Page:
Nondiscrimination debate shifts morality bar from where it was

2014-07-19T00:00:00Z Nondiscrimination debate shifts morality bar from where it wasBy ARLO PULLMANN For The Gazette The Billings Gazette
July 19, 2014 12:00 am  • 

The intentions and desires of many who support the nondiscrimination ordinance in Billings may be about fairness, inclusiveness, love, acceptance and community. However, the substantial result of the NDO will be to advance the new morality a little further and force the old morality to retreat a little more.

The public debate in Billings has clearly shown that NDO is a moral issue.

Some people who support the NDO have accused their opponents of immorality. The accusations include bigotry, hatred, rejecting people, being hurtful, homophobic, in favor of wrong, unpatriotic, unchristian, and ungodly.

Some people who oppose the NDO consider sexual intercourse with a person of the same sex to be immoral and do not want to be compelled to support, aid, or abet immorality.

People who consider themselves moral do not like to see other people leading an immoral life. Moral people use religious encouragement, community norms and civil laws to promote morality and restrain immorality. When those fail, moral people resort to punishment, rehabilitation and re-education.

Consider what happened to Miami Dolphins player Don Jones, who was suspended from team activities and had to pay a fine because of comments he made about a gay college football player kissing his gay partner. In addition, Jones made an apology after being called to repentance and was then sent to sensitivity training.

The NDO debate is different than the debates over racism and sexism. Our society has always tolerated discrimination against immorality. But racists and sexists do not discriminate against immorality. The male chauvinist does not say that to live as a woman is immoral. He says women are inferior. The member of the Ku Klux Klan does not say that to live as a black person is immoral. He says the black person is inferior.

The debate over the NDO is not about a segment of society being inferior. It is a debate over morality. The debate over morality inevitably includes the question of which authority determines the moral code. Should it be pop music stars? The ACLU? Hollywood? They have all weighed in on the debate either directly or indirectly.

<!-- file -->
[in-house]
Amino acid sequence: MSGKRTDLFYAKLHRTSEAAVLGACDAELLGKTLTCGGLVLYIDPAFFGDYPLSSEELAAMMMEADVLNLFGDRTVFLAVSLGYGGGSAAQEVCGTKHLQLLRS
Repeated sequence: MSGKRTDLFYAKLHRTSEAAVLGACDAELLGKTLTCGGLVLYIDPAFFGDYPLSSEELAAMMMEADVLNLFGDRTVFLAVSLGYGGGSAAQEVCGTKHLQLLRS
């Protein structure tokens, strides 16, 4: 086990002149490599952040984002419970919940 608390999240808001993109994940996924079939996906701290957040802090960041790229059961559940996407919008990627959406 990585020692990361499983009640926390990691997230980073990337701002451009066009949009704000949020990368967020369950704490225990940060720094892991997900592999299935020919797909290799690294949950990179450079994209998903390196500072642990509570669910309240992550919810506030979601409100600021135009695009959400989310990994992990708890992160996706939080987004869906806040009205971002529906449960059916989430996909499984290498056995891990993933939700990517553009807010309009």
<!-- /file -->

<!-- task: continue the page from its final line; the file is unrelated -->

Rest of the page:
Even those claiming to live under the umbrella of Christianity are divided over these sexual issues. In the past, church councils which gathered representation from every corner of Christendom sometimes settled difficult and problematic issues. Today it is every denomination for itself doing what is right in its own eyes.

The Presbyterian Church (USA) recently voted to redefine marriage as being between two people, regardless of sex. On the other hand, the Lutheran Church of Ethiopia (six million members) separated itself from the Evangelical Lutheran Church in America (ELCA) because the ELCA decided that being gay or lesbian should not keep a person from being a pastor.

All societies have discriminated against immorality. The NDO is not about not discriminating. It is about changing which moral code is to be discriminated against.

The Rev. Arlo Pullman is pastor of St. John’s Evangelical Lutheran Church in Laurel.

The Faith & Values column appears regularly in the Saturday Life section of The Billings Gazette. Pastors, ethicists, educators or other experts who would like to write a column about faith, ethics or values for the section, should contact: Susan Olp; Billings Gazette; 401 N. Broadway; Billings, MT 59101. Or call her at 657-1281; fax to her attention at 657-1208; or email to

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